MONTREAL, April 5 (UPI) — A Canadian-led international team of scientists says it has genetically manipulated a rat to create an ideal model for studying Alzheimer’s disease in humans.
McGill University Professor Claudio Cuello, Professor Leena Alhonen of Kuopio University in Finland and colleagues said they genetically manipulated rats to be able to emulate the disease.
Alzheimer’s is a brain condition that produces a progressive decline of memory and other brain functions.
The scientists said although research mice have been developed in the past, rats are more intelligent and their behavior is rich and predictable. That, researchers said, will allow them, for the first time, to be able to detect and study the evolution of learning and memory deficits.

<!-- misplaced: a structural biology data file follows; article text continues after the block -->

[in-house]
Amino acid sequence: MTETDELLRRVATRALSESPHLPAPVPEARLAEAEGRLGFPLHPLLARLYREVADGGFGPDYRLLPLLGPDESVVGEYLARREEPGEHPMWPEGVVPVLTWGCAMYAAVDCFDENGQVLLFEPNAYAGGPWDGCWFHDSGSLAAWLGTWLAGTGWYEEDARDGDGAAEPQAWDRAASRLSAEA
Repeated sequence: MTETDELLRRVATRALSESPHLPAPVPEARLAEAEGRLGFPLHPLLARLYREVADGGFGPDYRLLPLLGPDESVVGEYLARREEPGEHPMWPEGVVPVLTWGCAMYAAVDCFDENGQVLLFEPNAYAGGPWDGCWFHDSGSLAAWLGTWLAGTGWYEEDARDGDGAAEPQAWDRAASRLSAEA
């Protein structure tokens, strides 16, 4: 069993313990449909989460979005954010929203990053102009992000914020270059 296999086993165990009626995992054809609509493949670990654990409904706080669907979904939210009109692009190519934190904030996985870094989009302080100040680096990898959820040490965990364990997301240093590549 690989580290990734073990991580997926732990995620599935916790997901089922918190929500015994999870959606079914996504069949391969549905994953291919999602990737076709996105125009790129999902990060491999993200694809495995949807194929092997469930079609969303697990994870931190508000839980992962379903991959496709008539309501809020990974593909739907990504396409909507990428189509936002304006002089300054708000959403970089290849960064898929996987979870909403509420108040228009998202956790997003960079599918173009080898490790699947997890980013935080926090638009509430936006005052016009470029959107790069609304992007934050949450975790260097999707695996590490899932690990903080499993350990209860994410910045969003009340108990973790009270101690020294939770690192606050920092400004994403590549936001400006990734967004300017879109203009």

The scientists said their achievement will allow the study of a suspected “latent phase” of Alzheimer’s disease.
The disease is caused by the accumulation of molecules known as peptides. The accumulation has been repeated in lab mice, but the human condition develops through different stages and the rats will enable that brain progression to be mimicked for the first time.
The study that included McGill researchers Fabio Canneva, Adriana Ducatenzeiler, Wanda Leon and Moshe Szyf appears in the April edition of the Journal of Alzheimer’s Disease.
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